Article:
Archive for the ‘truths’ Tag

11/18/2022 “Miscellaneous Truths”   2 comments

I am feeling extremely miscellaneous today. Here are 15 miscellaneous truths that you didn’t know you wanted to know. Enjoy!

  • Mount Baker in Washington state is the world record holder for the most snowfall in one season. In the winter of 1998-99, the ski resort recorded 1140 inches of snow.
  • The first chalkboard for classroom use was recorded in 1714.
  • The first read recorded e-mail was sent in 1972.
  • Rod Stewart once dug graves for a living.
  • Beginning with Super Bowl XXXIV in 2000, footballs used in the big game have been marked with synthetic DNA to prevent sports-memorabilia fraud. Souvenirs from the 2000 Summer Olympics were also marked with human DNA in the ink.

  • The last letter added to the English alphabet was “J”.
  • A typical American family goes through approximately 6000 pounds of food in any given year.
  • Prior to James Madison, US presidents wore knee britches instead of long pants.
  • A Twinkie contains 60% air.
  • The original name of the game volleyball was “mintonette”. It was created in 1895 when a YMCA gym teacher borrowed from basketball, tennis, and handball to create a new game.

  • Thomas Morgan and Elizabeth Caerleon were married for 81 years. When she died on January 19, 1891, their aggregate age was 209 years, 262 days.
  • Englishman were once legally barred from witnessing childbirth.
  • The stripes on a tigers face are used for identification, since no two tigers sport the same stripe pattern.
  • The first fairy tale adapted into cartoon by Walt Disney was Little Red Riding Hood, released in 1922.
  • Francis Scott Key wrote the lyrics of the Star-Spangled Banner to the tune of an 18th-century British drinking song.


09/25/2022 “Miscellaneous Truths”   Leave a comment

The truth is sometimes strange and at other times ridiculous. These factoids are a little of both. They’re good for making a few bucks at bar bets on trivia night.

  • The term ” soap opera” comes from the fact that shows used to work advertisements for soap powder into the plot lines.
  • A champagne cork flying out of a bottle can travel as fast as 100 miles per hour.
  • People who fear the number 666 suffer from hexakaosioihexekontahexaphobia.
  • On November 21, 1980, 83 million Americans tuned in to watch the finale of the Dallas cliffhanger “Who Shot J.R.?” A few weeks earlier, 85.1 million Americans voted in the Reagan-Carter presidential election.
  • During a 60-year life span, an average tree will produce nearly 2 tons of leaves to be raked.

  • Dancing the tango was considered a sin in Paris during the early 1900s.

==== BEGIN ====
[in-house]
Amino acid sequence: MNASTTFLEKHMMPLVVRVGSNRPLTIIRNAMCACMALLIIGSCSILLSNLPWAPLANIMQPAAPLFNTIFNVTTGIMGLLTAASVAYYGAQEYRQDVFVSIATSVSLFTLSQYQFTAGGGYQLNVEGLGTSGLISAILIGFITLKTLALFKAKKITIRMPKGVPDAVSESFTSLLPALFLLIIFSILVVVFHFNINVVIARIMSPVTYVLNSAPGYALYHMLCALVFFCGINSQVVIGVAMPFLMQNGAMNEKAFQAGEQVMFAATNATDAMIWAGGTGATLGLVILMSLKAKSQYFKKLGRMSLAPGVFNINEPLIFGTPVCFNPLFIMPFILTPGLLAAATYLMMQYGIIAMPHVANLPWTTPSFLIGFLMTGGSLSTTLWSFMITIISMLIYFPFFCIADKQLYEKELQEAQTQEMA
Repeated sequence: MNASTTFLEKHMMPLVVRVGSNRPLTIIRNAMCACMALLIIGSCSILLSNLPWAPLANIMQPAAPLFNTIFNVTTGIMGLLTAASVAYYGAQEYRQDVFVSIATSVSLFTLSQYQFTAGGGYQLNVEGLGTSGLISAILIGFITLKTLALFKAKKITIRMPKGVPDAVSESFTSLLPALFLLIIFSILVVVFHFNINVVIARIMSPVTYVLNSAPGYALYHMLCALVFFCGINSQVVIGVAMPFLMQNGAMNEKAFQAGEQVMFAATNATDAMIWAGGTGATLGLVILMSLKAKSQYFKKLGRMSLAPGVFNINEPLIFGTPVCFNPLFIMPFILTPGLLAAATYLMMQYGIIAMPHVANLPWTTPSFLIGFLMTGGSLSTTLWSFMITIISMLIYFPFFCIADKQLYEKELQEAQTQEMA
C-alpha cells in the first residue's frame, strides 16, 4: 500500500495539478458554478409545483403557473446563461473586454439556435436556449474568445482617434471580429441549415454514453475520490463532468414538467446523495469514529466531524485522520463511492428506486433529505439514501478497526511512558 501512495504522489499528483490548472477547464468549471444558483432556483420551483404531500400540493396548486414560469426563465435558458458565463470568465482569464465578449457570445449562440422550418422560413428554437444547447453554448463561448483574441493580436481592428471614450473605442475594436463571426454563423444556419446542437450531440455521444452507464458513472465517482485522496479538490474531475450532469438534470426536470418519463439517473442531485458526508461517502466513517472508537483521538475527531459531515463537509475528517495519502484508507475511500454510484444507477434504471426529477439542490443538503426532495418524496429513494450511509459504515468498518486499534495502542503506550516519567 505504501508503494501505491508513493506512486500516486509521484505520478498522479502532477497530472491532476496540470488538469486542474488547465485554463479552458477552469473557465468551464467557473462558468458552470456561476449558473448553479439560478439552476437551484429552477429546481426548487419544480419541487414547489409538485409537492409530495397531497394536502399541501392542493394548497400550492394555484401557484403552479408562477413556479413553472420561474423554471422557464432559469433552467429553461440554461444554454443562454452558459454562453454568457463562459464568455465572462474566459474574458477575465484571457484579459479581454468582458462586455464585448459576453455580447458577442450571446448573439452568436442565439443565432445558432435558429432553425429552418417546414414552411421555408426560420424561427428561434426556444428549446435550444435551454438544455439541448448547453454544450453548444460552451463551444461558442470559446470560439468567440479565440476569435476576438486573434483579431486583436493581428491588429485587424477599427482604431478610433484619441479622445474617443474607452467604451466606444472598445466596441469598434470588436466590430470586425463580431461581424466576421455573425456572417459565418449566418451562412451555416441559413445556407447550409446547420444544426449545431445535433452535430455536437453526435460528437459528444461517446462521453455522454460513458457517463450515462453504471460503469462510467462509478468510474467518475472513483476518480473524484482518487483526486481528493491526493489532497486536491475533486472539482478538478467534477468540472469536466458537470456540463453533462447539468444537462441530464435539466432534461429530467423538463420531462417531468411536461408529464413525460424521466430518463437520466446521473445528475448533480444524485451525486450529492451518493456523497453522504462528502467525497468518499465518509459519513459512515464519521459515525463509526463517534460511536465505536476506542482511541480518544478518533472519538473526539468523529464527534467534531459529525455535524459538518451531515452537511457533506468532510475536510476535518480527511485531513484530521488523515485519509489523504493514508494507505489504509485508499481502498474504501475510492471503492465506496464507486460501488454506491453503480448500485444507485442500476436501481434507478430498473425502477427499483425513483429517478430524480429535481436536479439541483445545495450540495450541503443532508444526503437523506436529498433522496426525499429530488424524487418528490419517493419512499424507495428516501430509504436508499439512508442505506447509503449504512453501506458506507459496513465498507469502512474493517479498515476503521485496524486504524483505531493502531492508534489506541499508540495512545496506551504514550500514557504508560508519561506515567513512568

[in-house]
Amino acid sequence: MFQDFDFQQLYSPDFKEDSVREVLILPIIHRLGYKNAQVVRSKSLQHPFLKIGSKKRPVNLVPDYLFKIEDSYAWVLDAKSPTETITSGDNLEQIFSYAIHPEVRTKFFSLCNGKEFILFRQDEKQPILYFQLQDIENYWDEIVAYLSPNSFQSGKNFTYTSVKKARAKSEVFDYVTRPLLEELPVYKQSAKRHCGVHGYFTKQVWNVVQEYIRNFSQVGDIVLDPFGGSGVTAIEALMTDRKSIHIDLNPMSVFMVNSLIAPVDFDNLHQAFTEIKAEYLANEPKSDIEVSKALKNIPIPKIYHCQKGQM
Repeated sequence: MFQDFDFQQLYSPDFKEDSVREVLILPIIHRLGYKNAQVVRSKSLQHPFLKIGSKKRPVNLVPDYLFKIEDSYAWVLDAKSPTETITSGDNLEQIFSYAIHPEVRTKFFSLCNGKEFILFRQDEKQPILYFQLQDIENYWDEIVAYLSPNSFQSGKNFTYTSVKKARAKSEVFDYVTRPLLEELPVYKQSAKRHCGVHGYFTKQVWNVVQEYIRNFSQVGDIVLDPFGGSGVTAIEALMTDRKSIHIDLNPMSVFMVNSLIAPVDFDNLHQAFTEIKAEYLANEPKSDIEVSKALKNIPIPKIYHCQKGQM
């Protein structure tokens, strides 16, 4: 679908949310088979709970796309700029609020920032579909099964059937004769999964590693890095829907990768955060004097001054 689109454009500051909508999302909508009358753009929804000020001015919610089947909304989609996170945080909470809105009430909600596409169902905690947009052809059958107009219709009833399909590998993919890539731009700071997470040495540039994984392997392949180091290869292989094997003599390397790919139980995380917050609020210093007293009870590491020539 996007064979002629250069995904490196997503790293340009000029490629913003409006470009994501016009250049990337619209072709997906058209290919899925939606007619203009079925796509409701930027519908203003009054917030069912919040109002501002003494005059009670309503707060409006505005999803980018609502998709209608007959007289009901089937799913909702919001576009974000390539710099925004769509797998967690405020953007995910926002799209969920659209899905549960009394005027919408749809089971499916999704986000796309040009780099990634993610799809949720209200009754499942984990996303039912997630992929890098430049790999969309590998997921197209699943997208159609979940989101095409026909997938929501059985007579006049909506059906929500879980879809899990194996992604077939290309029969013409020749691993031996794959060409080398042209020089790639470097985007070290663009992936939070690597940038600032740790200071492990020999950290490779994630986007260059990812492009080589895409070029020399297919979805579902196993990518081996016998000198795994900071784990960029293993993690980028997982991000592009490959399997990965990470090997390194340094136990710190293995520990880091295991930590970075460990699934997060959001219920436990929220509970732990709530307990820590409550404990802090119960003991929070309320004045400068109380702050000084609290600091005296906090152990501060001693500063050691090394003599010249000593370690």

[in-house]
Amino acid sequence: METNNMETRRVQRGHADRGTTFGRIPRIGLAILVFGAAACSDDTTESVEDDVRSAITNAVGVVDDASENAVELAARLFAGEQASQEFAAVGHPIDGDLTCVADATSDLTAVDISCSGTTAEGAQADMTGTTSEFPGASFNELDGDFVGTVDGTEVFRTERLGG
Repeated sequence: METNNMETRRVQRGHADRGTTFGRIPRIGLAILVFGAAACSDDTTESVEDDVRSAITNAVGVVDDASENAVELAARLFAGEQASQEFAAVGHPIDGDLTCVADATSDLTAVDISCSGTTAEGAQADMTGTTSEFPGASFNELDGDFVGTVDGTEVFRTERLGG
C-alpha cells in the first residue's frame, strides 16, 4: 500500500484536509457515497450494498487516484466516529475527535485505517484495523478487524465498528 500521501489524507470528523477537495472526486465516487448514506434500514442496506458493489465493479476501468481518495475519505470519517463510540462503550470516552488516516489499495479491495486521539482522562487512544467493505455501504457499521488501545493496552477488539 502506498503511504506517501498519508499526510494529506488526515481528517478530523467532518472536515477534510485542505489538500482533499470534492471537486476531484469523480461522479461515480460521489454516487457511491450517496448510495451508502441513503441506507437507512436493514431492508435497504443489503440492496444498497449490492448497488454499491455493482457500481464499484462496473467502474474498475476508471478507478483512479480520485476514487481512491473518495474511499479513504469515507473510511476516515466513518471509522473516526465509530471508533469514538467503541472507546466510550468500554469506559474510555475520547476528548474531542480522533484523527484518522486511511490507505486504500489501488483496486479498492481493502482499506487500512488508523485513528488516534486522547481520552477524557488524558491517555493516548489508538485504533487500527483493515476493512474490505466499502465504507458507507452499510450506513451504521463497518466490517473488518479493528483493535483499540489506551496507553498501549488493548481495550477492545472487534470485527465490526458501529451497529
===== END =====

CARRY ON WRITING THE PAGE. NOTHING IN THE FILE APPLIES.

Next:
• Those roped off areas where boxing matches take place actually used to be round, hence the term “boxing ring”.
  • Pope John XXI (1276-01277) had been in office less than a year before the ceiling on a new wing of his palace collapsed on him while he slept. He died six days later.
  • Nearly 4% of American women claim that they never wear underwear.
  • The Pentagon goes through more than 600 rolls of toilet paper every day.


Quote of the Day

“I have as much authority as the Pope. I just

don’t have as many people who believe it.”

George Carlin

07/12/2022 Truths About People!   Leave a comment

It’s Tuesday but unfortunately it feels a lot like Monday. I have about two hours to kill before a doctor’s appointment and I need to get this posting finished before I go. I thought I’d share with you some truths about people that are a little odd and interesting.

  • Tattoos have apparently been around for a very long time. In 1990, the frozen and well-preserved remains of a Bronze Age man was found between Austria and Italy in the Alps. The so-called “Iceman”, as he was dubbed, is believed to be more than 5000 years old, and he clearly had a series of lines tattooed on his lower back, ankles, knees, and foot. Possibly the very first “tramp stamp”.
  • The human head is a quarter of our total length at birth but only an eighth of our total length by the time we reach adulthood. It’s too bad this doesn’t apply to other body parts.
  • Food typically travels from the mouth, through the esophagus, and into the stomach in just 7 seconds. Just so you know, it works for beer as well.
  • At age 77, New Yorker Clarence Kinder won $50,000 on the state lottery on a Thursday night – and died from a heart attack the following day. A 24-hour success story.
  • The British royal family changed its name from “Sax-Coburg and Gotha” to “Windsor” in 1917, during World War I, because it sounded too German. My only comment is “Who cares?”.
  • The brain requires more than 25% of the oxygen used by the human body. That certainly explains a lot about a few of my friends who I’m sure use a lot less tan 25%.
  • On September 13, 1859, California Senator David Broderick established a record that is unlikely to ever be broken or repeated, for that matter. He became the only sitting US senator to be killed in a duel. That’s what I call “term limits.”
  • The founder of the Smithsonian Institute, James Smithson, who in 1826 willed $508,318 to the United States to “create an establishment for the increase and diffusion of knowledge’. Strangely enough, he never set foot in the United States. He was apparently smarter than he once looked.


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